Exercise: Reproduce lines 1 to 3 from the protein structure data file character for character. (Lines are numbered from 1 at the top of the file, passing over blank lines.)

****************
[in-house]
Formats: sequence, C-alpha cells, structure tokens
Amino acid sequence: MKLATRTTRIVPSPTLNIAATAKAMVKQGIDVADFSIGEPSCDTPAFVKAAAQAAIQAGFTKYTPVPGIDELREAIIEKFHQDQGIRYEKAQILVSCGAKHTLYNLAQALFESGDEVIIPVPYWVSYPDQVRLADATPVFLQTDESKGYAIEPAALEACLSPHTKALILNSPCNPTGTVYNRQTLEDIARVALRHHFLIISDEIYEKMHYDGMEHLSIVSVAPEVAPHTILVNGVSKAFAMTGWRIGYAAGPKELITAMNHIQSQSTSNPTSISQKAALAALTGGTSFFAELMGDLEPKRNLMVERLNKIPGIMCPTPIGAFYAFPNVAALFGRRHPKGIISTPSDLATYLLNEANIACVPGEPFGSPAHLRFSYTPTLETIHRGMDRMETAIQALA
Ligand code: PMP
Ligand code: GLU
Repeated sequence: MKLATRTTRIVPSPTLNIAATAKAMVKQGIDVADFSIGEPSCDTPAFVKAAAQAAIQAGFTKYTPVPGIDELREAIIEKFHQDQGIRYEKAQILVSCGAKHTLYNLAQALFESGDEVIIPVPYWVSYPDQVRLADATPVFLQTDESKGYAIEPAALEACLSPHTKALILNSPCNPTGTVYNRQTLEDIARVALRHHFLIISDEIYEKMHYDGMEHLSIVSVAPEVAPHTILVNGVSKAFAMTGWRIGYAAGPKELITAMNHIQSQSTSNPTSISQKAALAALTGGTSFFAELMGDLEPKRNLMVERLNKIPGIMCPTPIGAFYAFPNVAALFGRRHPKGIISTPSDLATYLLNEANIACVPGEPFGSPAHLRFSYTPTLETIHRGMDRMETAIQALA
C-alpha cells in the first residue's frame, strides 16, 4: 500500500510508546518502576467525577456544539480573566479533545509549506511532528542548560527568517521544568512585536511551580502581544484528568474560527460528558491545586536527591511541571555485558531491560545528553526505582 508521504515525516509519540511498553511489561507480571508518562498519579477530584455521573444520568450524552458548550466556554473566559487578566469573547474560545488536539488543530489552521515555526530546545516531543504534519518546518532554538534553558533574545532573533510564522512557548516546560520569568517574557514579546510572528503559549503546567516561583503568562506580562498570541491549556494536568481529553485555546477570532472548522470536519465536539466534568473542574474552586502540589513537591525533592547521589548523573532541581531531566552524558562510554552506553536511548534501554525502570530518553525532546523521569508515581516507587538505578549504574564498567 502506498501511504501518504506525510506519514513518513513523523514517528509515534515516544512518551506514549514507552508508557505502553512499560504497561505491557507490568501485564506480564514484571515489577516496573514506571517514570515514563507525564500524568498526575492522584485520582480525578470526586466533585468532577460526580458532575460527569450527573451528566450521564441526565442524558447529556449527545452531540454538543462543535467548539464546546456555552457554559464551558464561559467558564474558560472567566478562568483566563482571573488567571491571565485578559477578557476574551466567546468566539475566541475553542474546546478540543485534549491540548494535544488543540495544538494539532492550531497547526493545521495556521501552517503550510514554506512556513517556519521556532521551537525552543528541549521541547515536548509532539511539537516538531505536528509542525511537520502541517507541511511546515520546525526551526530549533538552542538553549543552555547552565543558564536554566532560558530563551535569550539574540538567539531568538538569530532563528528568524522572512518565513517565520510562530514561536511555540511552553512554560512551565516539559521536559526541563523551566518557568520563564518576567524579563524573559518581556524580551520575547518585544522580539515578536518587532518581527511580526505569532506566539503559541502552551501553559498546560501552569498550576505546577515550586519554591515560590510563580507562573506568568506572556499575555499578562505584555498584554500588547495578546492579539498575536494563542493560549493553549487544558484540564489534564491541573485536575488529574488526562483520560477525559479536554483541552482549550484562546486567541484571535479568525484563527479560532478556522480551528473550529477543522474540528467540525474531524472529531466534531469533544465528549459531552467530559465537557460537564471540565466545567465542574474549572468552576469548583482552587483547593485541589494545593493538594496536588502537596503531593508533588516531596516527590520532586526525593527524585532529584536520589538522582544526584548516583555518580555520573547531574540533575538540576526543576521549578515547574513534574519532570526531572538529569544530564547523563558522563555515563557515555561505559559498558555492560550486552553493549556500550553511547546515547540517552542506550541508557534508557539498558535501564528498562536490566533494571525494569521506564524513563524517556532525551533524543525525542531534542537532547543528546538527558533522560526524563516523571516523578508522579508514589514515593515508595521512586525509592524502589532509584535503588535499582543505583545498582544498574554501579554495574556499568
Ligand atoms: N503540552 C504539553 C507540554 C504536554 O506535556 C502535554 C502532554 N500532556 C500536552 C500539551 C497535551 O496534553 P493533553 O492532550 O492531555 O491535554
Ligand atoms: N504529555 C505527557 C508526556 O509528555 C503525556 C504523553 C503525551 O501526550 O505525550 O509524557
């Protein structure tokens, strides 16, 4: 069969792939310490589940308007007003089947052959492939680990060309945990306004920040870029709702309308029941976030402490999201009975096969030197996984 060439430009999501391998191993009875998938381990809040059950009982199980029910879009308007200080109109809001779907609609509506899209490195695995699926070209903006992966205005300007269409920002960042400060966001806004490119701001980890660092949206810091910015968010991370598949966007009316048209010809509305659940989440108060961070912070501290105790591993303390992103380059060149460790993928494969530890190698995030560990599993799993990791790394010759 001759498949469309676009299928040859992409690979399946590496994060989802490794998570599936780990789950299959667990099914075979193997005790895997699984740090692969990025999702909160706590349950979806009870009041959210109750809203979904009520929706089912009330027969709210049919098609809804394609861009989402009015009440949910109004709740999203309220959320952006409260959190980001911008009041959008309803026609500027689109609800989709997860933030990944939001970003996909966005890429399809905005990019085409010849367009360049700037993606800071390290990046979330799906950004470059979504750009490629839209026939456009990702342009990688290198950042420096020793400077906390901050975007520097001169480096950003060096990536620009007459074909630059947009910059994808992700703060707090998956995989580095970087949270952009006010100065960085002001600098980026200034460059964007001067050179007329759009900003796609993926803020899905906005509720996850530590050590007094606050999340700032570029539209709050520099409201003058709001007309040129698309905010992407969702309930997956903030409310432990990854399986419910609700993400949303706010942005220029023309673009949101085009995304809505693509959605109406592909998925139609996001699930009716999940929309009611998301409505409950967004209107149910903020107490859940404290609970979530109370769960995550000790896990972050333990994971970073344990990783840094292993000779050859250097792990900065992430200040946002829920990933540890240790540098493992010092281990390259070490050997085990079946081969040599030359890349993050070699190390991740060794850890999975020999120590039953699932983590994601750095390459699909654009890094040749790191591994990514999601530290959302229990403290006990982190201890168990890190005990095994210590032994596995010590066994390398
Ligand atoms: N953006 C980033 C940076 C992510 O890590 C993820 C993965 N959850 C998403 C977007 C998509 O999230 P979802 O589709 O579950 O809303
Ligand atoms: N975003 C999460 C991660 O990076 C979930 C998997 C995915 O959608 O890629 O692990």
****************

[in-house]
Formats: sequence, C-alpha cells, structure tokens
Amino acid sequence: MKLATRTTRIVPSPTLNIAATAKAMVKQGIDVADFSIGEPSCDTPAFVKAAAQAAIQAGFTKYTPVPGIDELREAIIEKFHQDQGIRYEKAQILVSCGAKHTLYNLAQALFESGDEVIIPVPYWVSYPDQVRLADATPVFLQTDESKGYAIEPAALEACLSPHTKALILNSPCNPTGTVYNRQTLEDIARVALRHHFLIISDEIYEKMHYDGMEHLSIVSVAPEVAPHTILVNGVSKAFAMTGWRIGYAAGPKELITAMNHIQSQSTSNPTSISQKAALAALTGGTSFFAELMGDLEPKRNLMVERLNKIPGIMCPTPIGAFYAFPNVAALFGRRHPKGIISTPSDLATYLLNEANIACVPGEPFGSPAHLRFSYTPTLETIHRGMDRMETAIQALA